In February of 2021, a minivan was intercepted in Siem Reap, the second largest city in Cambodia, by the Provincial Department of Agriculture. When they opened the back of the white van, they found six tiny, rusted cages with 61 dogs in total crammed inside. The pups were piled on top of one another inside these cages, with it impossible to tell where one dog started and the other began. Without this interception, all 61 dogs would have been brought to a slaughterhouse in Kampong Cham, in southeastern Cambodia.
The van interception was incredibly successful, and allowed for international charity Four Paws to step in and begin medical treatment. However, local government hasn’t always been willing to assist in the fight against the dog meat trade in Cambodia. In fact, this was the first government-led interception of canines in this country since the new ban on dog meat was put into effect in Siem Reap in July of 2020. “This first-of-its-kind interception hopefully sends a loud and clear message to traffickers across Cambodia that future dog meat trading will no longer be tolerated,” said Dr. Katherine Polak, veterinarian and head of Four Paws Stray Animal Care in Southeast Asia.
The charity workers with Four Paws began moving the cages into an enclosed holding area where the pups could roam freely and stretch their legs, while officers arrested the van’s driver. A combination of strays and stolen pets, the young pups had clear health concerns, with many being dehydrated and suffering from heat exhaustion. “It is unclear how long these dogs were in the van or at a holding area before being loaded onto the vehicle,” explained Dr. Katherine Polak. “All were extremely hungry, most likely not having eating in days.”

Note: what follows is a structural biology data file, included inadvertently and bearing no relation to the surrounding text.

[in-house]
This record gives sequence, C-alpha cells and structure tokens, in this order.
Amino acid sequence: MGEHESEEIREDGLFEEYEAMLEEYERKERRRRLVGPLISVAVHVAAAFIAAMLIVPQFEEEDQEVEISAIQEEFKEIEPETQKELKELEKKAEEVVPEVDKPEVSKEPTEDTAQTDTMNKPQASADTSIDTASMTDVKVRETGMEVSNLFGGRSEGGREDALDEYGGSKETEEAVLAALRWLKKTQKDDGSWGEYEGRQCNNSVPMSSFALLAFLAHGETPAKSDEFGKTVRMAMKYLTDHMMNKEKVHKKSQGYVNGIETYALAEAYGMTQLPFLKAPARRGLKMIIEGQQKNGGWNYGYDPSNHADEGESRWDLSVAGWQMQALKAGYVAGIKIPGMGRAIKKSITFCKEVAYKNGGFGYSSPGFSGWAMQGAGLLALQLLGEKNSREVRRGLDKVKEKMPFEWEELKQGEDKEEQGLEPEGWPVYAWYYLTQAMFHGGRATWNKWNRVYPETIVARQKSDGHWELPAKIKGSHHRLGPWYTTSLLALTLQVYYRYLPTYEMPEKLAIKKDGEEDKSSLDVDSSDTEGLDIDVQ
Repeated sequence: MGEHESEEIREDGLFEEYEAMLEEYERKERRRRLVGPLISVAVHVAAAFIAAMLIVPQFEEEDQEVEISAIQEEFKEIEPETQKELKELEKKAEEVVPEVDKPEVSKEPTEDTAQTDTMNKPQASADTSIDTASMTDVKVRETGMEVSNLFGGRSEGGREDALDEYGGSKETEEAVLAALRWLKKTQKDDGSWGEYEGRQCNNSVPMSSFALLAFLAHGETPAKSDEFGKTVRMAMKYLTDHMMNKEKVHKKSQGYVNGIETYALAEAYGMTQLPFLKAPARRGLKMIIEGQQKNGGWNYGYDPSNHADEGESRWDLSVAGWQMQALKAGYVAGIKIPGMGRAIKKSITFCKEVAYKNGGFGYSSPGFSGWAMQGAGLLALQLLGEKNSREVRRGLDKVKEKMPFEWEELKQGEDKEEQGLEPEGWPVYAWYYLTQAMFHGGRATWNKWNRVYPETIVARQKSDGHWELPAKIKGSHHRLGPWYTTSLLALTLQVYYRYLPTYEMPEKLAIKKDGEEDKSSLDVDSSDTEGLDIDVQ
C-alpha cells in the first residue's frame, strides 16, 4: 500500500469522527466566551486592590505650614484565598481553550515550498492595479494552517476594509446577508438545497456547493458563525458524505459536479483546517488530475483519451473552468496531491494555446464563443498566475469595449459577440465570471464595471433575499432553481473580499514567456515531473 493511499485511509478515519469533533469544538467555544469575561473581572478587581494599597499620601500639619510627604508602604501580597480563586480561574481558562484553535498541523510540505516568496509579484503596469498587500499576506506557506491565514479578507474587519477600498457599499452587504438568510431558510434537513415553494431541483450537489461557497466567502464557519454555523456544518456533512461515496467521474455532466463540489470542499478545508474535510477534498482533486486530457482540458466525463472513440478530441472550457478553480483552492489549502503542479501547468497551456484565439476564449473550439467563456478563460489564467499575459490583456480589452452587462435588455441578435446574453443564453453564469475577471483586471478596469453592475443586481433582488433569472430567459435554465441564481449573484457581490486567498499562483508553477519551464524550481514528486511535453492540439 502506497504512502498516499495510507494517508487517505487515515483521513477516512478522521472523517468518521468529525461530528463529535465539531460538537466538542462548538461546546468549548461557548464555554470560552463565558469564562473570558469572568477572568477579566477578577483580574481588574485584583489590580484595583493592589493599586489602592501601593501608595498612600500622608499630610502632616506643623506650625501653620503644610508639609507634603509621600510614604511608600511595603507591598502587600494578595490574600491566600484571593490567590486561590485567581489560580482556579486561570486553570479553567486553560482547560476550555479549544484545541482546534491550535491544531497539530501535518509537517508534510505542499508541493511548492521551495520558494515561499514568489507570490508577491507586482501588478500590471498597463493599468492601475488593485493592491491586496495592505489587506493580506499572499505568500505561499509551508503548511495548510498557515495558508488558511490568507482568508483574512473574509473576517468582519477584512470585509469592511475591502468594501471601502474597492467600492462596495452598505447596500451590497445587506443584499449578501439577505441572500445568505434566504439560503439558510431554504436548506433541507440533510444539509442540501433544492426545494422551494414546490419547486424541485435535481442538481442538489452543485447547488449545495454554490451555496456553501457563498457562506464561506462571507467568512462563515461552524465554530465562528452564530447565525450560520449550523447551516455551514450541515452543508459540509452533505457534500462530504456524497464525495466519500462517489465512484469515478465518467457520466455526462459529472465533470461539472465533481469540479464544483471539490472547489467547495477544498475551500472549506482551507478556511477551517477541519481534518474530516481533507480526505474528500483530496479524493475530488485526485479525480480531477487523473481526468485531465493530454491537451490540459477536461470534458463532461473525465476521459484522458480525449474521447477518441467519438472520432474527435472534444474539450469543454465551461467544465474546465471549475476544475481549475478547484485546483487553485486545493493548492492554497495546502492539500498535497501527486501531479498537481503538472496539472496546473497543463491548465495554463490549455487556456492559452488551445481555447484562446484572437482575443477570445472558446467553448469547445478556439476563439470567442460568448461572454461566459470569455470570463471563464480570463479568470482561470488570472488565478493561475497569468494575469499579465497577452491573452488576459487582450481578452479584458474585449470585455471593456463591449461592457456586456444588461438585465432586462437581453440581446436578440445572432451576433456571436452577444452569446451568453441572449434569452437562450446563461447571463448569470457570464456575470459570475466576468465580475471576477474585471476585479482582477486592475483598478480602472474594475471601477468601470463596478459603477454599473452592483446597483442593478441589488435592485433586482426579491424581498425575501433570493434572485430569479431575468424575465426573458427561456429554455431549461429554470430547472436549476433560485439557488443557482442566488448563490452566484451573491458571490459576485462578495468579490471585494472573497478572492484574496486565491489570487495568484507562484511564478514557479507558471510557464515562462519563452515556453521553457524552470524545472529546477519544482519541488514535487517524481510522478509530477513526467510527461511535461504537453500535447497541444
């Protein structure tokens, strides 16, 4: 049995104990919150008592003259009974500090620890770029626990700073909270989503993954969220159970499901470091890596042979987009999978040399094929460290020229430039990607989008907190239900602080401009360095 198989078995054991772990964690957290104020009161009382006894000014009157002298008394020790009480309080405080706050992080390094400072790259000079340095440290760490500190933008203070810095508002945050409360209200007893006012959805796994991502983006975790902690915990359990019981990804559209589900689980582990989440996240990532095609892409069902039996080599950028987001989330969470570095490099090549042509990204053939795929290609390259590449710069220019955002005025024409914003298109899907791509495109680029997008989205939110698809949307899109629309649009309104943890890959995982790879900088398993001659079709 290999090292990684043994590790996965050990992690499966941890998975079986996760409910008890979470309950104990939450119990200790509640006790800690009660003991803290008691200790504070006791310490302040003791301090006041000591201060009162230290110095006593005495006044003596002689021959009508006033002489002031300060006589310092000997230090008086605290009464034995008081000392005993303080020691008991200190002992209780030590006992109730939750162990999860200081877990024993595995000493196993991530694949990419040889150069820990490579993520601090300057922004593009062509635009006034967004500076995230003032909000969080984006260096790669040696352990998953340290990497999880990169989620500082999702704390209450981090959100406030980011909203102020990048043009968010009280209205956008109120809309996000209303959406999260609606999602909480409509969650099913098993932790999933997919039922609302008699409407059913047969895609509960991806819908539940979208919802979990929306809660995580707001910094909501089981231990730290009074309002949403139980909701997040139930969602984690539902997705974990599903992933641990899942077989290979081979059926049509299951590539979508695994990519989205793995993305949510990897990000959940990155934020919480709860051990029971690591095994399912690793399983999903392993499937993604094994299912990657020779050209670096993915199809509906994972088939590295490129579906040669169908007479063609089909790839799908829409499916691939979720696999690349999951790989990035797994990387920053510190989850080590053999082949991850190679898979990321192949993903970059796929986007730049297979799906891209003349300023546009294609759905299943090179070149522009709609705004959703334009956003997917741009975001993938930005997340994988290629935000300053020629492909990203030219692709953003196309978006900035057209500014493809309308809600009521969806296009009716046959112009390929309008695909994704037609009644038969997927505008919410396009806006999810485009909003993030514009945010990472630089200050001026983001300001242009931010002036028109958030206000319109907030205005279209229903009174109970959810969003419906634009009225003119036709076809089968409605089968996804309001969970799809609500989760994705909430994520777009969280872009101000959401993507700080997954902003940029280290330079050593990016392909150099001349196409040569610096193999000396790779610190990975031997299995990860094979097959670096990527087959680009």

Four Paws began working with local charities Paw Patrol Cambodia and Animal Rescue Cambodia to begin administering veterinary care to the sick pups. Despite the new ban, Siem Reap is still a “key hotspot” for Cambodia’s dog meat trade, according to Four Paws. The charity explains that minivans, similar to the one intercepted earlier this year, regularly transport approximately 3,750 live dogs every single month out of Siem Reap to nearby slaughterhouses. Local charities and government will need to continue to work closely with law enforcement to bring this horrendous trade to a halt.
Thankfully, Four Paws’ work didn’t stop with the van interception. A little over a week later, Four Paws and local officials were able to close down the slaughterhouse the van was delivering to — a slaughterhouse that has been open and operating since 1995. On site, they found and rescued 16 more young pups from dreadful conditions. After assessing the new rescues, and offering food and water, the pups were transported to the nearest animal hospital where many were treated for parvovirus.
Many of these pups were injured and ill, as well as traumatized from the brutal way they were contained. With the entire slaughterhouse being essentially one concrete room, the dogs were kept near the drowning pits where pups before them lost their lives. Though the dogs were grateful for their freedom, as well as for the food and medical care, what really brought these dejected pups back to life was the love that the charity workers brought with them.
Four Paws has kept their animal-loving followers updated on every step of the rescue of the 61 pups, and posted an update when the slaughterhouse closed. “We finished up at the slaughterhouse and demolished the cages,” the Facebook post read. “Before the day ended, there was one thing left to do: all of us had avoided going near the two drowning pits. Filled with nasty water, more than one million dogs had died a horrible death since the slaughterhouses opening. We started shoving earth into the pits and worked quietly side by side until the dark holes were gone and all signs of the horrors that had happened here were gone and transformed into distant memories.”
Though the horrific reign of that slaughterhouse has come to an end, there are still many more that need to be shut down. “Through education and cooperation with the responsible authorities and tourism associations, the aim is to urge governments to introduce and enforce legislation banning the dog and cat meat trade to protect both animal and public health,” explained Dr. Karanvir Kukreja, veterinarian and Head of Companion Animal Public Campaigns Southeast Asia at Four Paws.
Four Paws is working across Cambodia, Vietnam, and Indonesia to end the dog meat trade. If you would like to join their efforts, consider signing this petition.
Help Rescue Animals
Provide food and vital supplies to shelter pets at The Animal Rescue Site for free! →